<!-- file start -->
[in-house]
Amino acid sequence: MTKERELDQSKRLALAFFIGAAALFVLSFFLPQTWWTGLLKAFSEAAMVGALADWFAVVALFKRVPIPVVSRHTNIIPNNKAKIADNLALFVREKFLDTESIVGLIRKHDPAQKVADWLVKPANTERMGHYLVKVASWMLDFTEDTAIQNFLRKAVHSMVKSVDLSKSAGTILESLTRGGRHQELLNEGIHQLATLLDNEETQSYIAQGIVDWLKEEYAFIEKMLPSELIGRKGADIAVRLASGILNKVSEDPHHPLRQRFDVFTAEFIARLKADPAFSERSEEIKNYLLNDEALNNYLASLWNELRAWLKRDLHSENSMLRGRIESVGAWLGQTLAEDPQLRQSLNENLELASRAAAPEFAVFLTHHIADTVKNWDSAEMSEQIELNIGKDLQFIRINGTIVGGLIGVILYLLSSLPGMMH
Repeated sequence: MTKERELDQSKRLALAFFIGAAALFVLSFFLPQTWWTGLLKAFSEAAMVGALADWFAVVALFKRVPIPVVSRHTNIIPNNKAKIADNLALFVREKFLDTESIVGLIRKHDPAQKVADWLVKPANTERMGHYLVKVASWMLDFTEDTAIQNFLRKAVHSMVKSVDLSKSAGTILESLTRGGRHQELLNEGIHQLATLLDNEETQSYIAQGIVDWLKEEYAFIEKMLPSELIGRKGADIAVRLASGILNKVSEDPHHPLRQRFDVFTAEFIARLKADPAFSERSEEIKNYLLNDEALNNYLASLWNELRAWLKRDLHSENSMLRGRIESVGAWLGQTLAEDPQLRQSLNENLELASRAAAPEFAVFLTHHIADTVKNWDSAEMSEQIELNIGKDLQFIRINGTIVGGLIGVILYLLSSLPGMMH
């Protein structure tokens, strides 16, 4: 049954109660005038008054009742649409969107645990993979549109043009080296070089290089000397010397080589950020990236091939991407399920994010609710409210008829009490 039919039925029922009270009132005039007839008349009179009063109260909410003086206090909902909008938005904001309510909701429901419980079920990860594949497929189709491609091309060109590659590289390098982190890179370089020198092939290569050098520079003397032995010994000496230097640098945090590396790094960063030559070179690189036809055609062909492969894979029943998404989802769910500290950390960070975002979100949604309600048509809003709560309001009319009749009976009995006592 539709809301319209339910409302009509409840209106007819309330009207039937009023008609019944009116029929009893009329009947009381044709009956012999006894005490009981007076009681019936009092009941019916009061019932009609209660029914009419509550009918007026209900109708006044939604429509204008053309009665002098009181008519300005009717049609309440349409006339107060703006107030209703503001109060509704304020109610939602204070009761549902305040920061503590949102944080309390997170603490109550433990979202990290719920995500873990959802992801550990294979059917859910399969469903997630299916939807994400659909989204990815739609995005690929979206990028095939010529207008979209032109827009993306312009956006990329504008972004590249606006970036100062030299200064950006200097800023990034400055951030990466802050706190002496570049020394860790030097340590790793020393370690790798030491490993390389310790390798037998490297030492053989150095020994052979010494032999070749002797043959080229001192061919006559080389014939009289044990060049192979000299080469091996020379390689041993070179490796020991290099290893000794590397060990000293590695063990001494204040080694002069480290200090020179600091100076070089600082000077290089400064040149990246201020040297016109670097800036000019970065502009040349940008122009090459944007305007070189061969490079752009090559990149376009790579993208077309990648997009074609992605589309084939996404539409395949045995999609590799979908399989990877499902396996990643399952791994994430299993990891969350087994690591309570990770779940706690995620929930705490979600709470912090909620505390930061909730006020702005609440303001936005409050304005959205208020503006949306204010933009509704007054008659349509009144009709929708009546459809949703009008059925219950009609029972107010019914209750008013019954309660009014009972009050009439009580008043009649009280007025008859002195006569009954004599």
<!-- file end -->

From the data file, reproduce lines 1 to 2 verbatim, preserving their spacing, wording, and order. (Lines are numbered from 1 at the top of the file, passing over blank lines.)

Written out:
[in-house]
Amino acid sequence: MTKERELDQSKRLALAFFIGAAALFVLSFFLPQTWWTGLLKAFSEAAMVGALADWFAVVALFKRVPIPVVSRHTNIIPNNKAKIADNLALFVREKFLDTESIVGLIRKHDPAQKVADWLVKPANTERMGHYLVKVASWMLDFTEDTAIQNFLRKAVHSMVKSVDLSKSAGTILESLTRGGRHQELLNEGIHQLATLLDNEETQSYIAQGIVDWLKEEYAFIEKMLPSELIGRKGADIAVRLASGILNKVSEDPHHPLRQRFDVFTAEFIARLKADPAFSERSEEIKNYLLNDEALNNYLASLWNELRAWLKRDLHSENSMLRGRIESVGAWLGQTLAEDPQLRQSLNENLELASRAAAPEFAVFLTHHIADTVKNWDSAEMSEQIELNIGKDLQFIRINGTIVGGLIGVILYLLSSLPGMMH